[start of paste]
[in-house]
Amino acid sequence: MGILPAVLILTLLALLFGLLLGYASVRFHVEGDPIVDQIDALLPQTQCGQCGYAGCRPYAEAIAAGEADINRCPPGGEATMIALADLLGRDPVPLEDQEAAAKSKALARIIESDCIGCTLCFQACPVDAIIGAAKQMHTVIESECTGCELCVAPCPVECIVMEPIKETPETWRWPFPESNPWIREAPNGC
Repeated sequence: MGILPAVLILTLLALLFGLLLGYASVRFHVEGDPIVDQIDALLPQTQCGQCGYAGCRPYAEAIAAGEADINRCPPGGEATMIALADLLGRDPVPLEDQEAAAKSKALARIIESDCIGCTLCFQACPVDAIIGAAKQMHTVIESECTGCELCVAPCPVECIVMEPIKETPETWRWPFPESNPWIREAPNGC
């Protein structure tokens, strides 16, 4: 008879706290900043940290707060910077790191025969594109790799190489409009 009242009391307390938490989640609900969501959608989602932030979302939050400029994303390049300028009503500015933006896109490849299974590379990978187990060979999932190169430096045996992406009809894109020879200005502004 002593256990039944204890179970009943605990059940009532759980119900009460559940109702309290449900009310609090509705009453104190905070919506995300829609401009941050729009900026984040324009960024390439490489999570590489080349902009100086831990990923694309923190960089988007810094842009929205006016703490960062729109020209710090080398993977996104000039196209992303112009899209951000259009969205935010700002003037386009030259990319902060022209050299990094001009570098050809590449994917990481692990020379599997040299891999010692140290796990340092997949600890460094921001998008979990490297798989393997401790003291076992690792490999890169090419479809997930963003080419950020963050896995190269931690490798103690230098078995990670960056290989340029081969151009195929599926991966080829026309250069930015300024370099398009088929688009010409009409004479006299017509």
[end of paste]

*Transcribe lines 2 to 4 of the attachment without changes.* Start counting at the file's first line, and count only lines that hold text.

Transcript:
Amino acid sequence: MGILPAVLILTLLALLFGLLLGYASVRFHVEGDPIVDQIDALLPQTQCGQCGYAGCRPYAEAIAAGEADINRCPPGGEATMIALADLLGRDPVPLEDQEAAAKSKALARIIESDCIGCTLCFQACPVDAIIGAAKQMHTVIESECTGCELCVAPCPVECIVMEPIKETPETWRWPFPESNPWIREAPNGC
Repeated sequence: MGILPAVLILTLLALLFGLLLGYASVRFHVEGDPIVDQIDALLPQTQCGQCGYAGCRPYAEAIAAGEADINRCPPGGEATMIALADLLGRDPVPLEDQEAAAKSKALARIIESDCIGCTLCFQACPVDAIIGAAKQMHTVIESECTGCELCVAPCPVECIVMEPIKETPETWRWPFPESNPWIREAPNGC
């Protein structure tokens, strides 16, 4: 008879706290900043940290707060910077790191025969594109790799190489409009 009242009391307390938490989640609900969501959608989602932030979302939050400029994303390049300028009503500015933006896109490849299974590379990978187990060979999932190169430096045996992406009809894109020879200005502004 002593256990039944204890179970009943605990059940009532759980119900009460559940109702309290449900009310609090509705009453104190905070919506995300829609401009941050729009900026984040324009960024390439490489999570590489080349902009100086831990990923694309923190960089988007810094842009929205006016703490960062729109020209710090080398993977996104000039196209992303112009899209951000259009969205935010700002003037386009030259990319902060022209050299990094001009570098050809590449994917990481692990020379599997040299891999010692140290796990340092997949600890460094921001998008979990490297798989393997401790003291076992690792490999890169090419479809997930963003080419950020963050896995190269931690490798103690230098078995990670960056290989340029081969151009195929599926991966080829026309250069930015300024370099398009088929688009010409009409004479006299017509």